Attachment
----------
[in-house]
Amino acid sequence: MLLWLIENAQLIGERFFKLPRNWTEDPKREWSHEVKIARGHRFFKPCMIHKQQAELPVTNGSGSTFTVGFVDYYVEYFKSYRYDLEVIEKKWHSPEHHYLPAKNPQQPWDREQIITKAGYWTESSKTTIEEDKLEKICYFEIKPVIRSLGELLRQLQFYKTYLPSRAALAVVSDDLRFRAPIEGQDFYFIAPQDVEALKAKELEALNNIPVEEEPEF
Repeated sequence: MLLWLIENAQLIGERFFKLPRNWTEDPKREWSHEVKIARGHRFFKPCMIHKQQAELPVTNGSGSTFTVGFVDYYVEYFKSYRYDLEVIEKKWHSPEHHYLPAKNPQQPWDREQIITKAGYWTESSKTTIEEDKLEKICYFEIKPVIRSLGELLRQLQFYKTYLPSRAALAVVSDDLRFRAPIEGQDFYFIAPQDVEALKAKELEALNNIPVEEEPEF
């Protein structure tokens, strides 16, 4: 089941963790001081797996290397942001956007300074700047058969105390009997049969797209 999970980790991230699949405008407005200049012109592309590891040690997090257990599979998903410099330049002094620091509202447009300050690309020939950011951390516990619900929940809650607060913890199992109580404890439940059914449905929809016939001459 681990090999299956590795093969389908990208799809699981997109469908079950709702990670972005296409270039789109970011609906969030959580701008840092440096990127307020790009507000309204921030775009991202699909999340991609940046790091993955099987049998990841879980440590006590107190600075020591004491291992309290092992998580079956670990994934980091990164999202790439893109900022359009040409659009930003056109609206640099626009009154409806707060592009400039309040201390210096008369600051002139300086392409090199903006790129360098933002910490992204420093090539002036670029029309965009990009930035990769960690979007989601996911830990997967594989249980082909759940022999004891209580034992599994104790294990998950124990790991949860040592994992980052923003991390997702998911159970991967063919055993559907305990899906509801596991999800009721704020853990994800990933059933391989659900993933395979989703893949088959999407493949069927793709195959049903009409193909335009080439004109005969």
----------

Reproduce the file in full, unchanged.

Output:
[in-house]
Amino acid sequence: MLLWLIENAQLIGERFFKLPRNWTEDPKREWSHEVKIARGHRFFKPCMIHKQQAELPVTNGSGSTFTVGFVDYYVEYFKSYRYDLEVIEKKWHSPEHHYLPAKNPQQPWDREQIITKAGYWTESSKTTIEEDKLEKICYFEIKPVIRSLGELLRQLQFYKTYLPSRAALAVVSDDLRFRAPIEGQDFYFIAPQDVEALKAKELEALNNIPVEEEPEF
Repeated sequence: MLLWLIENAQLIGERFFKLPRNWTEDPKREWSHEVKIARGHRFFKPCMIHKQQAELPVTNGSGSTFTVGFVDYYVEYFKSYRYDLEVIEKKWHSPEHHYLPAKNPQQPWDREQIITKAGYWTESSKTTIEEDKLEKICYFEIKPVIRSLGELLRQLQFYKTYLPSRAALAVVSDDLRFRAPIEGQDFYFIAPQDVEALKAKELEALNNIPVEEEPEF
């Protein structure tokens, strides 16, 4: 089941963790001081797996290397942001956007300074700047058969105390009997049969797209 999970980790991230699949405008407005200049012109592309590891040690997090257990599979998903410099330049002094620091509202447009300050690309020939950011951390516990619900929940809650607060913890199992109580404890439940059914449905929809016939001459 681990090999299956590795093969389908990208799809699981997109469908079950709702990670972005296409270039789109970011609906969030959580701008840092440096990127307020790009507000309204921030775009991202699909999340991609940046790091993955099987049998990841879980440590006590107190600075020591004491291992309290092992998580079956670990994934980091990164999202790439893109900022359009040409659009930003056109609206640099626009009154409806707060592009400039309040201390210096008369600051002139300086392409090199903006790129360098933002910490992204420093090539002036670029029309965009990009930035990769960690979007989601996911830990997967594989249980082909759940022999004891209580034992599994104790294990998950124990790991949860040592994992980052923003991390997702998911159970991967063919055993559907305990899906509801596991999800009721704020853990994800990933059933391989659900993933395979989703893949088959999407493949069927793709195959049903009409193909335009080439004109005969």